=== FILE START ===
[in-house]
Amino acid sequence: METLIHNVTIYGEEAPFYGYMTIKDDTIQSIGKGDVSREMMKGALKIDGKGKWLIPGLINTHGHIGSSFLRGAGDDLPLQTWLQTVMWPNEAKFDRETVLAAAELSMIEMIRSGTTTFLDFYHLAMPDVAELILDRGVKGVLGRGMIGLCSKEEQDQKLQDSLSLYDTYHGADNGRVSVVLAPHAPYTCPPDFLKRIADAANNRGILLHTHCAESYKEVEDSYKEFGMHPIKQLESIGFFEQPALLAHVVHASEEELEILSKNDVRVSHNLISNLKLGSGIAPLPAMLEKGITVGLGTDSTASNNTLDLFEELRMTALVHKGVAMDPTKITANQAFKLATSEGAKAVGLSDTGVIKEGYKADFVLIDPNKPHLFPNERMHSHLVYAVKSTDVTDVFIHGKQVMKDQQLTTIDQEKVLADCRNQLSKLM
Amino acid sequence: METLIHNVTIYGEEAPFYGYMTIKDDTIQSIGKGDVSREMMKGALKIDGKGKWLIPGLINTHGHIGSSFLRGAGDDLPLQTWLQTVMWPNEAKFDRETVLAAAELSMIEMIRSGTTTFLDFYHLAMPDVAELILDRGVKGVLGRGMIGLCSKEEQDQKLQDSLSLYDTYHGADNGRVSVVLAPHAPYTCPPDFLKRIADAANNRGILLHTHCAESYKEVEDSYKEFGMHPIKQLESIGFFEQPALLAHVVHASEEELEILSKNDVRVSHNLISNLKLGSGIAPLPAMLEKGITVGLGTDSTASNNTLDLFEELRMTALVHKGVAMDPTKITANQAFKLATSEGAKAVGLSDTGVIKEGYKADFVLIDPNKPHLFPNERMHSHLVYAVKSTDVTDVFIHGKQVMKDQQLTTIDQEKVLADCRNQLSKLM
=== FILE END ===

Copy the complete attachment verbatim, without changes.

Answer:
[in-house]
Amino acid sequence: METLIHNVTIYGEEAPFYGYMTIKDDTIQSIGKGDVSREMMKGALKIDGKGKWLIPGLINTHGHIGSSFLRGAGDDLPLQTWLQTVMWPNEAKFDRETVLAAAELSMIEMIRSGTTTFLDFYHLAMPDVAELILDRGVKGVLGRGMIGLCSKEEQDQKLQDSLSLYDTYHGADNGRVSVVLAPHAPYTCPPDFLKRIADAANNRGILLHTHCAESYKEVEDSYKEFGMHPIKQLESIGFFEQPALLAHVVHASEEELEILSKNDVRVSHNLISNLKLGSGIAPLPAMLEKGITVGLGTDSTASNNTLDLFEELRMTALVHKGVAMDPTKITANQAFKLATSEGAKAVGLSDTGVIKEGYKADFVLIDPNKPHLFPNERMHSHLVYAVKSTDVTDVFIHGKQVMKDQQLTTIDQEKVLADCRNQLSKLM
Amino acid sequence: METLIHNVTIYGEEAPFYGYMTIKDDTIQSIGKGDVSREMMKGALKIDGKGKWLIPGLINTHGHIGSSFLRGAGDDLPLQTWLQTVMWPNEAKFDRETVLAAAELSMIEMIRSGTTTFLDFYHLAMPDVAELILDRGVKGVLGRGMIGLCSKEEQDQKLQDSLSLYDTYHGADNGRVSVVLAPHAPYTCPPDFLKRIADAANNRGILLHTHCAESYKEVEDSYKEFGMHPIKQLESIGFFEQPALLAHVVHASEEELEILSKNDVRVSHNLISNLKLGSGIAPLPAMLEKGITVGLGTDSTASNNTLDLFEELRMTALVHKGVAMDPTKITANQAFKLATSEGAKAVGLSDTGVIKEGYKADFVLIDPNKPHLFPNERMHSHLVYAVKSTDVTDVFIHGKQVMKDQQLTTIDQEKVLADCRNQLSKLM